Lolo review by Adrijan Arsovski - Cinema Paradiso
Lolo is a decent attempt at black comedy/satire by director and writer Julie Delpy, who puts the old adage “opposites attract” on full display in her latest flick. Which needless to say, is as farcical as French satires get, and that’s saying a lot for the future of French cinema. Genre things aside, Lolo focuses on a French woman in her 40s who desperately tries to find true love – in all the meaning of that word. To this extent, Lolo works and it works well, but when it doesn’t – it’s apparent to everyone in the room and this is precisely why Lolo just falls short of being a better film than it ended up instead.
The film follows Violette (Ms. Delpy), a divorced woman whose obsessions with fashion led her to become one of the leading gurus in the Paris scene. And so, Violette meets up with her long-term friend Ariane (Karen Viard), after which both of them they decide to find their soulmates in a hurry to mitigate the fact of ending up alone in their twilight years. Oh and btw, Violatte has a 19 year old son, whose antics will develop into something much more sinister as things progress further in the film.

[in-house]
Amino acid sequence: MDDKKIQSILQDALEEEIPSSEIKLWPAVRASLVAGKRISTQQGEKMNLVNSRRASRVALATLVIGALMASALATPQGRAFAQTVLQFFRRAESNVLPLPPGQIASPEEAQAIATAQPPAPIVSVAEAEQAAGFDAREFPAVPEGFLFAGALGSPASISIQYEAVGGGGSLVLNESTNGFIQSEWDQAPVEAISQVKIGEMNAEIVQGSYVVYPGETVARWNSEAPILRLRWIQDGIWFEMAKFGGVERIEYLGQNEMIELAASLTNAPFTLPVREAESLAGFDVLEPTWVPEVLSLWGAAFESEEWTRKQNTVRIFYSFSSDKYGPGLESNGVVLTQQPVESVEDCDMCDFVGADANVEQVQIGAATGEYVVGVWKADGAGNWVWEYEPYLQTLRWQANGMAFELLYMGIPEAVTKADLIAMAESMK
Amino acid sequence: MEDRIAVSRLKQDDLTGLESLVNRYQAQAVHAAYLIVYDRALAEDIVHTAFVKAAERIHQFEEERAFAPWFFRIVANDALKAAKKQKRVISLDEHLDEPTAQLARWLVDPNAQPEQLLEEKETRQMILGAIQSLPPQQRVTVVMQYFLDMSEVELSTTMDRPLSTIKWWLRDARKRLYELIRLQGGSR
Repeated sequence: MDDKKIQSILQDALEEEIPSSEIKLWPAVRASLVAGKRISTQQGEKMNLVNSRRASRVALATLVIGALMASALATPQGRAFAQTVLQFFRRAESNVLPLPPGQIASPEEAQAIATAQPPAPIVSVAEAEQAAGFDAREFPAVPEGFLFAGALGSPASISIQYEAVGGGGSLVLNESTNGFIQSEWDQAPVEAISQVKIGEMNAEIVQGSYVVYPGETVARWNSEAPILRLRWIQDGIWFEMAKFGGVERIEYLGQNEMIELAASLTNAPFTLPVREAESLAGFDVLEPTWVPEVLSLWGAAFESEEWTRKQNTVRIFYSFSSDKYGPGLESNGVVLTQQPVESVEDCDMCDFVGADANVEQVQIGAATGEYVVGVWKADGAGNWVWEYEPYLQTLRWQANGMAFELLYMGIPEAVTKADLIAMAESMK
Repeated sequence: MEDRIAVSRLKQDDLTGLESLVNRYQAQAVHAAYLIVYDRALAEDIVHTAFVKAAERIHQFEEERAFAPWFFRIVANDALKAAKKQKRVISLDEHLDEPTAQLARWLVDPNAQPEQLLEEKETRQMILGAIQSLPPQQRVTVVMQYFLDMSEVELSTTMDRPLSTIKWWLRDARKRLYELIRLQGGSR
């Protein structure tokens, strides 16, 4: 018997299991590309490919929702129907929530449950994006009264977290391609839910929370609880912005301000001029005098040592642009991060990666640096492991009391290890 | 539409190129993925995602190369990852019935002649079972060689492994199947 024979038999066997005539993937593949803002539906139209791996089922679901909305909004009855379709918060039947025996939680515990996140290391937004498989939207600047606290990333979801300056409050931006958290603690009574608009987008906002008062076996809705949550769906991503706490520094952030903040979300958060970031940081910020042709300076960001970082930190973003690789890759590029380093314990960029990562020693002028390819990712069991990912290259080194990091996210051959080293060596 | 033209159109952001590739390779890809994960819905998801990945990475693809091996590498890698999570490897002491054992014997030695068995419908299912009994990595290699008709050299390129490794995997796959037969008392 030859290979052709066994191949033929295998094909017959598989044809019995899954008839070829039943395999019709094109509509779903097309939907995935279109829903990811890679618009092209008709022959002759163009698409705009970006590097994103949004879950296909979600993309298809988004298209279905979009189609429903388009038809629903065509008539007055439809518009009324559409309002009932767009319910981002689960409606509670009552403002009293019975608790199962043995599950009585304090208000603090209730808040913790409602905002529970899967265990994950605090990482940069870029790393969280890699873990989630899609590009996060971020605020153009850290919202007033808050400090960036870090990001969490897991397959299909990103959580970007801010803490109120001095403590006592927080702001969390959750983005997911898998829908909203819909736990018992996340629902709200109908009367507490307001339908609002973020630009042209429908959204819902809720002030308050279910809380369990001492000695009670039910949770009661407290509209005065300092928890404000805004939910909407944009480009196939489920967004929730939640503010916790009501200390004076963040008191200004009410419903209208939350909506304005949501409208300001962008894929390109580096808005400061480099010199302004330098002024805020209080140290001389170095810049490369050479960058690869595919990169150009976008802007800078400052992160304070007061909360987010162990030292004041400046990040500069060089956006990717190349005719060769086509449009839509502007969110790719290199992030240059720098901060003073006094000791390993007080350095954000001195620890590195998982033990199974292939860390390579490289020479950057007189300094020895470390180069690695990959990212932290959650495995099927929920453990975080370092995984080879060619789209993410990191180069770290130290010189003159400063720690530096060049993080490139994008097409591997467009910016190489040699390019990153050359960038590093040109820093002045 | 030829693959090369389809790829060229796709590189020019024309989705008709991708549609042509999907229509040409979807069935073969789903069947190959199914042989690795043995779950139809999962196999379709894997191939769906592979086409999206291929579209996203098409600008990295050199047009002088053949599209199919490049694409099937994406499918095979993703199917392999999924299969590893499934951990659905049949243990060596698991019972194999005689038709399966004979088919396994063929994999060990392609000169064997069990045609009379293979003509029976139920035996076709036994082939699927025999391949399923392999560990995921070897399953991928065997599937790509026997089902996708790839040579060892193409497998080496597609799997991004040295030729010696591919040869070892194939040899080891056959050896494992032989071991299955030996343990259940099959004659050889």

Strangely enough, Violette crosses paths with a peculiar but charming man named Jean-Rene (played by Dany Boon), who ends up dumping a freshly-caught fish in her unsuspecting lap. Soon, Violette and Jean-Rene become an item, something that Violette’s son Lolo is not very fond of happening, and therein develops the conflict.
In fact, Lolo decides to break this bond by use of clandestine activities that also have strong undertones of oedipal tendencies as well. This is the point where Lolo (the film) locates all its farcical bits, as Lolo (the character) employs his devilishly-clever but psychotically-dangerous scheming in order to break the couple apart; will he succeed? Are Violette and Jean-Rene going to stand the test of time? Was it even meant to be in the first place? The answers to these questions are totally up to Lolo, whose insatiable thirst for revenge trumps even the love of his mother – for all its natural worth.
Delpy’s film is equal times creepy and comedic in nature, depicting an unhealthy mother-son relationship in, and I’m using this word for the third time, farcical fashion that doesn’t seem like it rests upon healthy roots underneath. And this is exactly where Lolo pushes its appeal: take an ordinary relationship, twist it to unrecognition, sprinkle some creepy undertones – and you’ve got yourselves a film, for the better or worse.
All things considered, Lolo is fresh, interesting, funny, but not very deep. It’s probably perfect to rent on a rainy afternoon when there’s nothing else going on in the city (to counter rain with sunrays). As such, Lolo works perfectly well and it’s reasonable enough to elicit at least one watch.